The United Kingdom is implementing additional security checks for online shopping and this is being viewed as a blow to e-commerce businesses by some analysts. Two-factor authentication has become mandatory as cyber fraud is increasing each year in the country by about 376 million pounds.
Data from Barclays reveal about 30 percent of online shoppers will be moving back to physical stores for purchases as the security checks have become a lengthy process and taking a long time. The company processes more than 30 percent of only payments.
Barclaycard Payments CEO Rob Cameron said the PIN and Chip rolled about 16 years ago and for the first time since then the biggest change is being witnessed with respect to consumer payments.
He added that consumers will understand the new rules gradually and will know what will be asked at the checkout page in online shopping.
According to the company, more than half of the total online shoppers in the country have implemented strong authentication verification and agree the move is to make shopping safer. Some argued not to continue shopping with such merchants who will reject their payments without explanation.
Meanwhile, about one-fourth of the shoppers have reported being abandoning online purchases as the time taken in the two-factor authentication is too long.
Cameron further said that shoppers henceforth need to be well prepared for longer than the usual time taken in online shopping and the extra time is for safety and security from frauds.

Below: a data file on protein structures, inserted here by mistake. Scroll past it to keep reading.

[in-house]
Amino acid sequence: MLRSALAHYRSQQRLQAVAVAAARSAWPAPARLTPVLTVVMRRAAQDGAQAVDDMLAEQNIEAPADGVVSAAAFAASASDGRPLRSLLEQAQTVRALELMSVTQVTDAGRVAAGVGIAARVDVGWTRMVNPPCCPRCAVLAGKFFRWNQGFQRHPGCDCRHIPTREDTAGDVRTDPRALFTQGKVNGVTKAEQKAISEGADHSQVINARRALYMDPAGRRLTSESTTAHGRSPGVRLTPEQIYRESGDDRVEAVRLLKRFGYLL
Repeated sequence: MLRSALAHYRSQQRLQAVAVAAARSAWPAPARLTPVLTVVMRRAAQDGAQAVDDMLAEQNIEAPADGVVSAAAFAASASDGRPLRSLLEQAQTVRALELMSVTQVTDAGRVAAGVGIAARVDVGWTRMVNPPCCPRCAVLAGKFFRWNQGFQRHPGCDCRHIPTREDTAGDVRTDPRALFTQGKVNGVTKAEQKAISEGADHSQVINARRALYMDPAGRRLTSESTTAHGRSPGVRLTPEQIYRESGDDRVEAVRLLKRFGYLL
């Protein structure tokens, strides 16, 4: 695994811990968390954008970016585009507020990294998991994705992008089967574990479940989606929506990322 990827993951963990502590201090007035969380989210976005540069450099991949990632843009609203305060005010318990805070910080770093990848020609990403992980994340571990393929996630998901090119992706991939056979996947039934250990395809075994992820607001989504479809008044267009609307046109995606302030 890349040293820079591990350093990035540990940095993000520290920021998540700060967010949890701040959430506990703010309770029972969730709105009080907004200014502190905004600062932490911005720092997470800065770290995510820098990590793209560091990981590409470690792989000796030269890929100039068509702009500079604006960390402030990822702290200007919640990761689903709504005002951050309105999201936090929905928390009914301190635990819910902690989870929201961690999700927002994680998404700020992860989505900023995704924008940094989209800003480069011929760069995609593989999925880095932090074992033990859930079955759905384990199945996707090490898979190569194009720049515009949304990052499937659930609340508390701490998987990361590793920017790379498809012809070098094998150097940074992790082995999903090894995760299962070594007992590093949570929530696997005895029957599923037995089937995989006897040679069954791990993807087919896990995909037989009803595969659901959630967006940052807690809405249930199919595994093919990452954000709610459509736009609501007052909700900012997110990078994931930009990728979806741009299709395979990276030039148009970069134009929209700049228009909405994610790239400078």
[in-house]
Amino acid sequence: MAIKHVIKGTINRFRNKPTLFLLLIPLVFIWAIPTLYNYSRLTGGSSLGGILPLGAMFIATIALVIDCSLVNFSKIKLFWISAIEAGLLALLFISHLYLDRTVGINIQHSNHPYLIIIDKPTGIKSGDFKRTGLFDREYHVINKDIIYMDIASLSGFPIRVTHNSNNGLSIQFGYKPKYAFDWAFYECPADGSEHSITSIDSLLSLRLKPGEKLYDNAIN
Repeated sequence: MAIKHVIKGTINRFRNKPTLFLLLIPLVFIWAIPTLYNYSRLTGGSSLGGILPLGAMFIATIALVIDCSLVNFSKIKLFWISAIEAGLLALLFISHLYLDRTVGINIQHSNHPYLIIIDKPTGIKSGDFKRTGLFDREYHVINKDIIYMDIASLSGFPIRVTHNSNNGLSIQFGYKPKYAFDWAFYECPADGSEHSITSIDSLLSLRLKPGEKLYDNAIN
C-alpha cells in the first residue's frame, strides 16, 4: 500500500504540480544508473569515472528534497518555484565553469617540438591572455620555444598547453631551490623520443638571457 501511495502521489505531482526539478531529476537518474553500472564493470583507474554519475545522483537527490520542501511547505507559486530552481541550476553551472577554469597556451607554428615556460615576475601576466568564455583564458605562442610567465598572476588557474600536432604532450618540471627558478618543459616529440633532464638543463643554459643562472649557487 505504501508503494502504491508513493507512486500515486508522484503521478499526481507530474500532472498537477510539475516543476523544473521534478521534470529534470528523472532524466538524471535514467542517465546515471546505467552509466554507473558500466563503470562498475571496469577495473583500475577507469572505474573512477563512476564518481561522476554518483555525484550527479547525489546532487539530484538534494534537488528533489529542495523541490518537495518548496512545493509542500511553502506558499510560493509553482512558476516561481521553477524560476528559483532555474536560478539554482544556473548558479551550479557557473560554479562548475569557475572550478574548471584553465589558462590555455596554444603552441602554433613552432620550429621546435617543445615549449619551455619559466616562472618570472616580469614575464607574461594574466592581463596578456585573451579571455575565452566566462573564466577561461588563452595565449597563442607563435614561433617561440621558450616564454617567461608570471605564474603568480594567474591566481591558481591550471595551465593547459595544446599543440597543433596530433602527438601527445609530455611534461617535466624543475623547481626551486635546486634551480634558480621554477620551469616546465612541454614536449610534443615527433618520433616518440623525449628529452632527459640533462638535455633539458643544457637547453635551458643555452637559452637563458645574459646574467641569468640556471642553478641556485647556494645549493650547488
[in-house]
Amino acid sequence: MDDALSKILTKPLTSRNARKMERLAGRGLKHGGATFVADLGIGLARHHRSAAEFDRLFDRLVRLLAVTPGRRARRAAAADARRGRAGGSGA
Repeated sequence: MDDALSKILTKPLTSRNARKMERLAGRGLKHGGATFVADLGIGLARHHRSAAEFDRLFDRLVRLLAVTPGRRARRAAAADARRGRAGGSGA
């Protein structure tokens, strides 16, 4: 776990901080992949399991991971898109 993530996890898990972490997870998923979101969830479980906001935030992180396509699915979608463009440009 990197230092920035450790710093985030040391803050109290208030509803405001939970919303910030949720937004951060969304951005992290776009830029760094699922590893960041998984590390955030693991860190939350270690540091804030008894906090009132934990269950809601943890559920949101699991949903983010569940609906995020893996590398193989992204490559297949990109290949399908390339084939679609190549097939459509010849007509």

The financial watchdog has called for a strong regulation in the online shopping segment to minimize cyber fraud. However, as of now, the transactions which are not more than 25 pounds will not be undergoing the additional check.
A data of Action Fraud reveals the losses suffered in 2020 and 2021 due to online frauds mounted to 2.35 billion pounds in the UK and there were about 876,000 reports in the period. The number of arrests was just 5,835 in England and Wales for fraud offenses. Compared to the arrests made in 2015, a decrease of 60 percent was witnessed.
Office for National Statistics research documents that just 15 percent of the total frauds are reported.
UK Finance managing director Katy Worobec called on the government to come up with a fraud minister to cope with the increasing cybercrime instead of simply designating a security minister.
However, it is believed the new norms for strict verification in online shopping may curb to crime rate to a great extent, but it is simultaneously feared that e-commerce businesses may suffer a drop in revenues.